NEW YORK (CBSNewYork) — Every year, tens of thousands of mothers suffer life-threatening complications during pregnancy and childbirth.
As CBS2’s Dr. Max Gomez reported Wednesday, there’s a new campaign to help moms survive, which is especially important during the coronavirus pandemic.READ MORE: 'Irresponsible:' MTA Says Mayor's Plan To Add 250 Subway Officers Isn't Enough To Combat Recent Crime
It comes as a surprise to many women and their partners that childbirth, while perfectly natural, can sometimes also be a serious health risk. The key to a good outcome is preparation and vigilance.
In a powerful new PSA campaign, the Centers for Disease Control wants you to hear the stories of mothers who almost lost their lives while trying to have a baby.
- Tri-State Coronavirus Travel Advisory Quarantine List
- Resources, Hotlines, Unemployment & Covering Bills
- Remote Learning Tools For Parents Teaching At Home
- CBS2’s Dr. Max Answers Your Health Questions
- What To Do If Someone Isn’t Social Distancing Or Wearing A Mask?
- Expert: Parents Be Mindful Of Children’s Stress After Months Of Isolation
- Chopper 2 Over Empty NYC Streets, Landmarks
- Complete Coronavirus Coverage
Nearly 700 mothers each year die from complications during and after pregnancy. Omari Maynard’s partner was one of them. He said Shamony Gibson alerted doctors she was in pain, but she still died of a pulmonary embolism just days after an emergency C-section.
“I feel like the care could have been a lot better if they were listening to her,” Maynard said.With Injuries Piling Up Across New York City, Mayor De Blasio Is Considering Bicycles Being Required To Have License Plates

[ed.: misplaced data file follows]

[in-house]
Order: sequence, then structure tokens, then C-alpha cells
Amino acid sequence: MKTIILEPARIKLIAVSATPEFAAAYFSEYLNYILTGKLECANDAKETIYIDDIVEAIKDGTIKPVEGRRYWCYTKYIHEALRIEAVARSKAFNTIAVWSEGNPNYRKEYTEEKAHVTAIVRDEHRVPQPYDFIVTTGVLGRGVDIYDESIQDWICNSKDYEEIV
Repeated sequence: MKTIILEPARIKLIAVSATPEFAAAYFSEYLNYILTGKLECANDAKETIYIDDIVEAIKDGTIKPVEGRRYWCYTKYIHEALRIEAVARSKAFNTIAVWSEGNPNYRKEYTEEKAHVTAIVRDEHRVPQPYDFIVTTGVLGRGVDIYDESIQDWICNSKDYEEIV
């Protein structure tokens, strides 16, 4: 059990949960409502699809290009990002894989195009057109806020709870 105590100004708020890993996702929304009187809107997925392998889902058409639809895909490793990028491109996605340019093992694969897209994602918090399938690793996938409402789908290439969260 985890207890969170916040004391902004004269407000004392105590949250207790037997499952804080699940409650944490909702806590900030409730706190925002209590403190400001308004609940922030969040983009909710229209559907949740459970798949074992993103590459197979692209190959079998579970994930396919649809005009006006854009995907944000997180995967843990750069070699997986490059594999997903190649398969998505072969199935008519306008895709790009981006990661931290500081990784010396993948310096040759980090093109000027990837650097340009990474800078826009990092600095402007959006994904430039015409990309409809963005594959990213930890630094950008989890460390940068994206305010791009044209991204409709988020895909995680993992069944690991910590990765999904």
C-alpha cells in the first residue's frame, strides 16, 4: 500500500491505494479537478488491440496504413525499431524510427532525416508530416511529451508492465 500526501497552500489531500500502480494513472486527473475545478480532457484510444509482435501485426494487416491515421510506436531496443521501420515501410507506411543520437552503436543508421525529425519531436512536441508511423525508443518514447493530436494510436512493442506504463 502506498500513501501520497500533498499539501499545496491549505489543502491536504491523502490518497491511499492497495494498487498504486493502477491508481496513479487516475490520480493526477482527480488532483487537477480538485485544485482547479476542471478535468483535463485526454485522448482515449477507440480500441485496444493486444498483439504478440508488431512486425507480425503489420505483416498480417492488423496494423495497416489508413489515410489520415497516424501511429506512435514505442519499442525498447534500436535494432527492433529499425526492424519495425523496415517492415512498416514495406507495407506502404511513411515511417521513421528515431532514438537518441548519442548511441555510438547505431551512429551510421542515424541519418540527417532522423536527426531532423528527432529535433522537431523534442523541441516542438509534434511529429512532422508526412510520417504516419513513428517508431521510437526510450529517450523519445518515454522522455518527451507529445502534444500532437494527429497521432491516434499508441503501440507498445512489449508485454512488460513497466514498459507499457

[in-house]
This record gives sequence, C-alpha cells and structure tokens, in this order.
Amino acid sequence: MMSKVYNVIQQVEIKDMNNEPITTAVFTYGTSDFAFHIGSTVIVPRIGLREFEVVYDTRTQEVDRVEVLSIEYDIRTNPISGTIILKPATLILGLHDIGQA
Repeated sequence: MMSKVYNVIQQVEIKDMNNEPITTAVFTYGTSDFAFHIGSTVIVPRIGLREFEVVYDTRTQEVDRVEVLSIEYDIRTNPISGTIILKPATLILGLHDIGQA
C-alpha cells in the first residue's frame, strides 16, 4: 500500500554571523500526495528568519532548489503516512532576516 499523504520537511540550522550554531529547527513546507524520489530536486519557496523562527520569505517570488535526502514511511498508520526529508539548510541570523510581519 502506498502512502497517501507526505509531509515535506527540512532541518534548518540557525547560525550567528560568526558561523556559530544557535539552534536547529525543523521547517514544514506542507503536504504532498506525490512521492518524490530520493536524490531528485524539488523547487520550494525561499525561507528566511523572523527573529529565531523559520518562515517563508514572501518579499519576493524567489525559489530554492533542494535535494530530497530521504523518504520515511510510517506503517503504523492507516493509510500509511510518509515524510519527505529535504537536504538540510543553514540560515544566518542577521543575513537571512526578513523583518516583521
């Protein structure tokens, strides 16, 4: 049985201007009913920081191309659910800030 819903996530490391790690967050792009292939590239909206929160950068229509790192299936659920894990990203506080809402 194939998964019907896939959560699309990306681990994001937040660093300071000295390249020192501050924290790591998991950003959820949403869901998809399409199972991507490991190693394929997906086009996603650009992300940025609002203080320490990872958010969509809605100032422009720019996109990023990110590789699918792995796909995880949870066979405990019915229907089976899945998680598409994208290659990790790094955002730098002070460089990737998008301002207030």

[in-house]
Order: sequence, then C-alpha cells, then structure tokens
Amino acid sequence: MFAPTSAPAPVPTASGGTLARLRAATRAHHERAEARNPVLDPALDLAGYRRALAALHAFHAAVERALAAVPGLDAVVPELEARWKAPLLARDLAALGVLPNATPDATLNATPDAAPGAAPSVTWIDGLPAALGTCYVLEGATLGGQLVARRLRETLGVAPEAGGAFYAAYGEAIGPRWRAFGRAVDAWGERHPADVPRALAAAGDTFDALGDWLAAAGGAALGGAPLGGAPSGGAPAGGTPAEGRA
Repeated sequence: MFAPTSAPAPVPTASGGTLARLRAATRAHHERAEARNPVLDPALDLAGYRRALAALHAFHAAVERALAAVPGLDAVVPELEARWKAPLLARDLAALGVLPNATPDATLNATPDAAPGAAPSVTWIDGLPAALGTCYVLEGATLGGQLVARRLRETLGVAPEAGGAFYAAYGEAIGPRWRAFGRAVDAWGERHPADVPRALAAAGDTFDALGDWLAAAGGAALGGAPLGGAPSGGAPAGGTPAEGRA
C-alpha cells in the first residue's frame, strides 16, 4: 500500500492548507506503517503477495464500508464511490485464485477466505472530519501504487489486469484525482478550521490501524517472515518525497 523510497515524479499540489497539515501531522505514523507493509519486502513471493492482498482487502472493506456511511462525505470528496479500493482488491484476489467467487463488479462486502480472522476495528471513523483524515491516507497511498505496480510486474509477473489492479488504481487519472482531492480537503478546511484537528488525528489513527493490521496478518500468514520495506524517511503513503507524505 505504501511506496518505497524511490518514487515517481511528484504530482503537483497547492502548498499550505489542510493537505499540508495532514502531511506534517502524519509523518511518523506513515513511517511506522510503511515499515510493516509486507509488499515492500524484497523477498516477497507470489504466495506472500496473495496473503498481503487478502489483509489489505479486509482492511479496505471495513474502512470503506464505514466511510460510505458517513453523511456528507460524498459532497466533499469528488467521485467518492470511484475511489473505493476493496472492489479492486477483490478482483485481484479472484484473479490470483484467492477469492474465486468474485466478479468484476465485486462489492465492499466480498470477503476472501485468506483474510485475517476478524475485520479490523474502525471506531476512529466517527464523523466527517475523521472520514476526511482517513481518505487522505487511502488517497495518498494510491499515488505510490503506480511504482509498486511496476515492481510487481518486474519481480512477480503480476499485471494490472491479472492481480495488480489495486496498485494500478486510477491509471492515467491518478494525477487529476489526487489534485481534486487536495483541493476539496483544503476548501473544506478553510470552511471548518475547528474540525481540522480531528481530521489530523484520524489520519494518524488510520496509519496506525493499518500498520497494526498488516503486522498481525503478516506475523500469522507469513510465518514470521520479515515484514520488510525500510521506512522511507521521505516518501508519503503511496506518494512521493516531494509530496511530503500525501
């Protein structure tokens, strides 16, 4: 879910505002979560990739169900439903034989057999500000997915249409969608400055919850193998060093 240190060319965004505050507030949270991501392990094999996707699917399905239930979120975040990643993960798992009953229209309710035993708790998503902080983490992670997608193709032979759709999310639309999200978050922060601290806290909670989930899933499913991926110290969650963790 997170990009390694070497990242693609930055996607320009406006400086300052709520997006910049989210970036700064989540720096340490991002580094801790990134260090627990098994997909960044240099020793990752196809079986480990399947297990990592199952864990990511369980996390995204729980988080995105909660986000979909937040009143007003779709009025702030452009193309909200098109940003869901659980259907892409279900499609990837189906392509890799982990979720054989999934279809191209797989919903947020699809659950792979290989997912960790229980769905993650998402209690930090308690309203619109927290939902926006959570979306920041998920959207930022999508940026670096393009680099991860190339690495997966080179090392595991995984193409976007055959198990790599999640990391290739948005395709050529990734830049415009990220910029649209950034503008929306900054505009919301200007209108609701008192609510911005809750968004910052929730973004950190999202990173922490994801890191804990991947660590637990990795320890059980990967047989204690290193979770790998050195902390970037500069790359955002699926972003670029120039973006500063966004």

Surprisingly, mothers are increasingly dying from infection, hemorrhaging and pre-eclampsia. Yet, two-thirds of the deaths are preventable. The Hear Her Campaign hopes to encourage mothers and those around them to know the warning signs.
“A headache that is severe and will not go away, unusual swelling of the feet,” said Dr. Wanda Barfield, the CDC’s director or reproductive health.
More From CBS New York
- Coronavirus Impact: NYC Businesses Near Subways, In Grand Central Terminal Struggling To Get By
- MTA Worker Says He’s Facing 30-Day Suspension For Exposing Safety Issues On Trains
- Study: 1.7 Million New Yorkers Have Been Infected With COVID-19
Barfield said the timing of the campaign is even more critical with the COVID-19 pandemic.
“Women may be concerned that they can’t be seen, but if they have a pregnancy-related complication, it’s really important that they reach out,” Barfield said.
“She loved her family. She loved her community. She was excited about being a mother,” Maynard said.
The campaign will target cities where maternal mortality rates are highest, including New York, St. Louis and Atlanta, areas where mothers of color are disproportionately affected by pregnancy-related complications.MORE NEWS: Bronx Man Takes It Upon Himself To Clean Up NYC Park, But City Says Not So Fast
You can get the latest news, sports and weather on our brand new CBS New York app. Download here.